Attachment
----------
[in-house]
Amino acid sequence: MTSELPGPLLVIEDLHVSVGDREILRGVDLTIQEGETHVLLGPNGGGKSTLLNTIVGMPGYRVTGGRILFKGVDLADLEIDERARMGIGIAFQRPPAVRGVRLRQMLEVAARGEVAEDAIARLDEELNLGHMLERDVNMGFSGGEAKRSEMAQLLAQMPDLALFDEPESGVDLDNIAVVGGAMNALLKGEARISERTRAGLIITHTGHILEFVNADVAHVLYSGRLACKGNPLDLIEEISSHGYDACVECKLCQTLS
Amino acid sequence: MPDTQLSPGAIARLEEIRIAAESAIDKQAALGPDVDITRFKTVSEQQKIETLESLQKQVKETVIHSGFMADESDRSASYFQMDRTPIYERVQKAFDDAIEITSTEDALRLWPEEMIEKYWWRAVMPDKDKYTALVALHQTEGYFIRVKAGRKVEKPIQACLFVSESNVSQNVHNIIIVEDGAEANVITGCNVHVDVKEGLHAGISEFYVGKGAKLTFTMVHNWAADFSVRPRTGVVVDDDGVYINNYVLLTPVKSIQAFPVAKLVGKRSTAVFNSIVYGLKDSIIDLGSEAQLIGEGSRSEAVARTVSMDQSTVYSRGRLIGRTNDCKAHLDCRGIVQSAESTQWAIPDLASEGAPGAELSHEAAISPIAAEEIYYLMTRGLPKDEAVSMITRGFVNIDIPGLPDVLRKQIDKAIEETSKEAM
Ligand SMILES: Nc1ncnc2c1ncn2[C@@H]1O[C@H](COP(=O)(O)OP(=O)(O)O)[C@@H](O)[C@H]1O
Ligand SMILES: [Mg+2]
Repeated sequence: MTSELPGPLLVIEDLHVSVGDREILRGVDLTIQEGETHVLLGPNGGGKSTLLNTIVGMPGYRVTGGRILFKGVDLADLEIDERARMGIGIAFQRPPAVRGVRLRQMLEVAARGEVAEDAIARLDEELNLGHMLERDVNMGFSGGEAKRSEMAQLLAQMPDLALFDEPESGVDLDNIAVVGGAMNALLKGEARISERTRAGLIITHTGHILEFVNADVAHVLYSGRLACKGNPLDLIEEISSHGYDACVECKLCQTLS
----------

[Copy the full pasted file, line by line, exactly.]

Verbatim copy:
[in-house]
Amino acid sequence: MTSELPGPLLVIEDLHVSVGDREILRGVDLTIQEGETHVLLGPNGGGKSTLLNTIVGMPGYRVTGGRILFKGVDLADLEIDERARMGIGIAFQRPPAVRGVRLRQMLEVAARGEVAEDAIARLDEELNLGHMLERDVNMGFSGGEAKRSEMAQLLAQMPDLALFDEPESGVDLDNIAVVGGAMNALLKGEARISERTRAGLIITHTGHILEFVNADVAHVLYSGRLACKGNPLDLIEEISSHGYDACVECKLCQTLS
Amino acid sequence: MPDTQLSPGAIARLEEIRIAAESAIDKQAALGPDVDITRFKTVSEQQKIETLESLQKQVKETVIHSGFMADESDRSASYFQMDRTPIYERVQKAFDDAIEITSTEDALRLWPEEMIEKYWWRAVMPDKDKYTALVALHQTEGYFIRVKAGRKVEKPIQACLFVSESNVSQNVHNIIIVEDGAEANVITGCNVHVDVKEGLHAGISEFYVGKGAKLTFTMVHNWAADFSVRPRTGVVVDDDGVYINNYVLLTPVKSIQAFPVAKLVGKRSTAVFNSIVYGLKDSIIDLGSEAQLIGEGSRSEAVARTVSMDQSTVYSRGRLIGRTNDCKAHLDCRGIVQSAESTQWAIPDLASEGAPGAELSHEAAISPIAAEEIYYLMTRGLPKDEAVSMITRGFVNIDIPGLPDVLRKQIDKAIEETSKEAM
Ligand SMILES: Nc1ncnc2c1ncn2[C@@H]1O[C@H](COP(=O)(O)OP(=O)(O)O)[C@@H](O)[C@H]1O
Ligand SMILES: [Mg+2]
Repeated sequence: MTSELPGPLLVIEDLHVSVGDREILRGVDLTIQEGETHVLLGPNGGGKSTLLNTIVGMPGYRVTGGRILFKGVDLADLEIDERARMGIGIAFQRPPAVRGVRLRQMLEVAARGEVAEDAIARLDEELNLGHMLERDVNMGFSGGEAKRSEMAQLLAQMPDLALFDEPESGVDLDNIAVVGGAMNALLKGEARISERTRAGLIITHTGHILEFVNADVAHVLYSGRLACKGNPLDLIEEISSHGYDACVECKLCQTLS